Fabio Fognini finally had his 10 match clay court winning streak snapped after he lost to Ferrer in the BA final, but still his form looks red hot, even if he may be running on fumes after playing Davis Cup, Vina Del Mar, Buenos Aires and now Rio in consecutive weeks. He gets a qualifier round 1, and then Pablo Cuevas/Alejandro Gonzalez in round 2. That isn’t the toughest competition and I can still see Fognini in the quarterfinals against Nicolas Almagro, who opens with Alex Dolgopolov and then a qualifier or wild card Joao Souza.
Almagro is 2-0 on clay against Dolgo and comes off the semis in BA, while Dolgopolov is 1-2 on clay this season.
Dark Horse: Pablo Carreno Busta
I picked him as my dark horse last week for BA, and the same applies. He has to get past Robredo, but if he does, he will be a favorite against Volandri/qualifier, with the most likely quarterfinal opponent being Pablo Andujar. That one is winnable, too, giving PCB a doable path to the semis.
Nadal d. Andujar
Ferrer d. Almagro
Nadal should cruise through all comers until the final.
I think Andujar sneaks into the semis past Robredo/PCB, as he does have 1 h2h win against Robredo on clay, who may be fatigued.
Nadal is 2-0 career against Andujar and 7-0 against Robredo, including 2 wins on clay, should he advance to the semis.
Ferrer should also have a routine path to the semis, and I have Almagro beating Fognini and ending up in the semis, as Fogna should be tired. Almagro will be looking for revenge for his loss to Fogna in Vina Del Mar that went 3 sets. Ferrer just thrashed Nico in BA 4 and 2, and has never lost to him before. I don’t expect much of a match with that one, either.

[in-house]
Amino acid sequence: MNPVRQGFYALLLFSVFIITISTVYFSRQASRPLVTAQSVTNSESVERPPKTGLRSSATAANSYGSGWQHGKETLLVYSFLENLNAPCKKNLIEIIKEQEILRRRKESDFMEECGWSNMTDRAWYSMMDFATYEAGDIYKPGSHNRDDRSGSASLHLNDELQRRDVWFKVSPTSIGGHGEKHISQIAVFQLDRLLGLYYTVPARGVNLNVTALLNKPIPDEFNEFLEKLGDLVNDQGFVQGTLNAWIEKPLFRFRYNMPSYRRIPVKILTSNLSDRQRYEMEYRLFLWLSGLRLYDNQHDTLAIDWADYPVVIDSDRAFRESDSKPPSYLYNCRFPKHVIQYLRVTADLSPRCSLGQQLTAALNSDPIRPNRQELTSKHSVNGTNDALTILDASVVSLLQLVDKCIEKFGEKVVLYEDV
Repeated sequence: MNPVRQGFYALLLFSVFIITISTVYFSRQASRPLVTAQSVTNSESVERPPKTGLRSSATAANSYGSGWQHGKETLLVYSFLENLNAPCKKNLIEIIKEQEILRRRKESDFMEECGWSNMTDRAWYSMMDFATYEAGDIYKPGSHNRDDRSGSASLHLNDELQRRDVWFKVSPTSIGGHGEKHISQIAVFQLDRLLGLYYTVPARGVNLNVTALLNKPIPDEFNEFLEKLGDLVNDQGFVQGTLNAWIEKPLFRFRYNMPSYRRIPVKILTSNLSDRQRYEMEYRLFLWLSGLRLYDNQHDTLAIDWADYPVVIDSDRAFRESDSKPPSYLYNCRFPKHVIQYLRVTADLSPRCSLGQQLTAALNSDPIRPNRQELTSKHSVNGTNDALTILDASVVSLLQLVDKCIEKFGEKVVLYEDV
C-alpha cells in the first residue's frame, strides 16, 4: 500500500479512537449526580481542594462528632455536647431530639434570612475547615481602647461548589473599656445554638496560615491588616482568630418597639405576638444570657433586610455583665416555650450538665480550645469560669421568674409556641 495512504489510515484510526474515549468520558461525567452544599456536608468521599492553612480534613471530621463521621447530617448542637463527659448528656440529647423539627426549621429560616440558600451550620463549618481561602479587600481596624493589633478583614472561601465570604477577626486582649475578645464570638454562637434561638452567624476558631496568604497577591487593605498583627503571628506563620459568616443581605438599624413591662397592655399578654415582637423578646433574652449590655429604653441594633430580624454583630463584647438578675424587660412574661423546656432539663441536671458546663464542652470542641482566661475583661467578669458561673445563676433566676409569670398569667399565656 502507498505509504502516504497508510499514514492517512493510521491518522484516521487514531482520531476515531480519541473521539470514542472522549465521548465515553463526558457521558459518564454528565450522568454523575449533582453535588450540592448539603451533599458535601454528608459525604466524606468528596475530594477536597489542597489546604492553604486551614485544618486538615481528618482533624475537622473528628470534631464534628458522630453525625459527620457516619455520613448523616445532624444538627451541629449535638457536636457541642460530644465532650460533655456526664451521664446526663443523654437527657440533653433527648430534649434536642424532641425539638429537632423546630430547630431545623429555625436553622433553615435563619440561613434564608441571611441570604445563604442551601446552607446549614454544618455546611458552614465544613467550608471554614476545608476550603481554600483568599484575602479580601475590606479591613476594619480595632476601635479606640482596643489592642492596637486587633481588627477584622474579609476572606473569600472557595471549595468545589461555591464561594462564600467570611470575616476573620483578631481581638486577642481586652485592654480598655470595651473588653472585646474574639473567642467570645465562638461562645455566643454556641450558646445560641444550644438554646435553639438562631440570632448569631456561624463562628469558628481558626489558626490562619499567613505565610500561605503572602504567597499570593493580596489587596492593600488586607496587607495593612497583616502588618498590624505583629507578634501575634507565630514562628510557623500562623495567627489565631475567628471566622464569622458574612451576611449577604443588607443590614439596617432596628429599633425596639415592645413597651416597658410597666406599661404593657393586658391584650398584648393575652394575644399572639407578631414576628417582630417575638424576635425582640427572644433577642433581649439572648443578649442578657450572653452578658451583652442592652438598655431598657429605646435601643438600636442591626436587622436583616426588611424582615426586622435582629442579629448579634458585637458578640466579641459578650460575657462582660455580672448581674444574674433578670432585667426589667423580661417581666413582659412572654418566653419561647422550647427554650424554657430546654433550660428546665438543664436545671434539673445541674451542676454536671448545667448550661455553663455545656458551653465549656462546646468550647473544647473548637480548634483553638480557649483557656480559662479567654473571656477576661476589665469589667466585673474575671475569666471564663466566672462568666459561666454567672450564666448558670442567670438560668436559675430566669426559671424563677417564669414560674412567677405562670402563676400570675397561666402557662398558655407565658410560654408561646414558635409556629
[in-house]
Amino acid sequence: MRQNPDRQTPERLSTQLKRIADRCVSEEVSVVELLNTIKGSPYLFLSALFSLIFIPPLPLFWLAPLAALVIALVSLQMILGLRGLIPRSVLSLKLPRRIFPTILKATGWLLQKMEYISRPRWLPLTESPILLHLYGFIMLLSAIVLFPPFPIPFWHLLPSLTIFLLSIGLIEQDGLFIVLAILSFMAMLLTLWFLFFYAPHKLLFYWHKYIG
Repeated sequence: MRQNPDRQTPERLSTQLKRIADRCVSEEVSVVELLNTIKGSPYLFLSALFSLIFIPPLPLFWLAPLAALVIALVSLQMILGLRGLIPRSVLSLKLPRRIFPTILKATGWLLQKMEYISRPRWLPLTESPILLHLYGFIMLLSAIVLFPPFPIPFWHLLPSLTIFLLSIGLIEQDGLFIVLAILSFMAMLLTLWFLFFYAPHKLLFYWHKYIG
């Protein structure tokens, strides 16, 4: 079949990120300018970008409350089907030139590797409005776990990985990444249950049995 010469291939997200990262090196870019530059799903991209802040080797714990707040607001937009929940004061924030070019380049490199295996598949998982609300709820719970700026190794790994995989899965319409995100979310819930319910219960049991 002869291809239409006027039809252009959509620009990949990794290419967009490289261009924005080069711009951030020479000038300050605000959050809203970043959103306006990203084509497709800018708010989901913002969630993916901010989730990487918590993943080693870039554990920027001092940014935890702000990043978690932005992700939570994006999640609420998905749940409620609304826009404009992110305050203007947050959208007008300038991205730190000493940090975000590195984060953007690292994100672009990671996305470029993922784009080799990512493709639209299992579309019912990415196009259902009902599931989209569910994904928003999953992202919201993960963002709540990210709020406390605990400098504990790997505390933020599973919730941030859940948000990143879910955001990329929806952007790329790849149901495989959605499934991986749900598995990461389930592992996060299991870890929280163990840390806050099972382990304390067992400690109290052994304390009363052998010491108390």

Nadal d. Ferrer
Ferrer has beaten Nadal just once on clay, in 2004, and Nadal has rolled in every time since, including four wins on clay last year against his fellow top countryman. The pick has to be Rafa to win the inaugural Rio Open.
August 2013 ATP Challenger Tour Recap: Carreno-Busta Continues Winning Ways
Rio De Janeiro Challenger (August 5-August 11, 2013)
Agustin Velotti took out the up and coming Blaz Rola for this clay court title. Velotti beat Eduardo Schwank in the semis, while Rola beat Emilio Gomez, who notably beat the tournament top seed Thiemo De Bakker.
San Marino Challenger (August 5-August 11, 2013)
Wild card Marco Cecchinato shocked a lot of people when he took care of Filippo Volandri in the final to take this challenger title on clay. Cecchinato took care of seeded players Jesse Huta Galung and Jiri Vesely before beating Jan-Lennard Struff in the semis. Volandri beat Daniel Gimeno-Traver in the semis.
Cordenons Challenger (August 12-August 18, 2013)
Pablo Carreno-Busta won yet another clay court challenger title, topping Gregoire Burquier in the final after defeating Pablo Lorenzi in the semis. Burquier beat Potito Starace in the semis.
Kazan Challenger (August 12-August 18, 2013)
Sergiy Stakhovsky found his game again after a post-Wimbledon hangover and won this hard court Russian challenger over Valery Rudnev after beating Alex Kudryavtsev in the semis. Rudnev reached the final by defeating Konstantin Kravchuk.
Meerbusch Challenger (August 12-August 18, 2013)
The Maserati challenger on clay was won by Jan Hajek in straights over Jesse Huta Galung, who continues his solid showing on the challenger tour this year. Hajek beat Miloslav Mecir in the semis while Huta Galung dispatched Pere Riba.
Bangkok Challenger (August 26-September 1, 2013)
Top seed Blaz Kavcic got back in the winner’s circle taking the title on hardcourts in Bangkok easily over Suk-Young Jeong. Kavcic beat Jimmy Wang in the semis while Jeong took care of Matt Ebden.
Como Challenger (August 26-September 1, 2013)
Pablo Carreno-Busta won his second title of the month, again on clay over the young Austrian Dominic Thiem. PCB beat Marco Crugnola, while Thiem beat Lorenzo Giustino.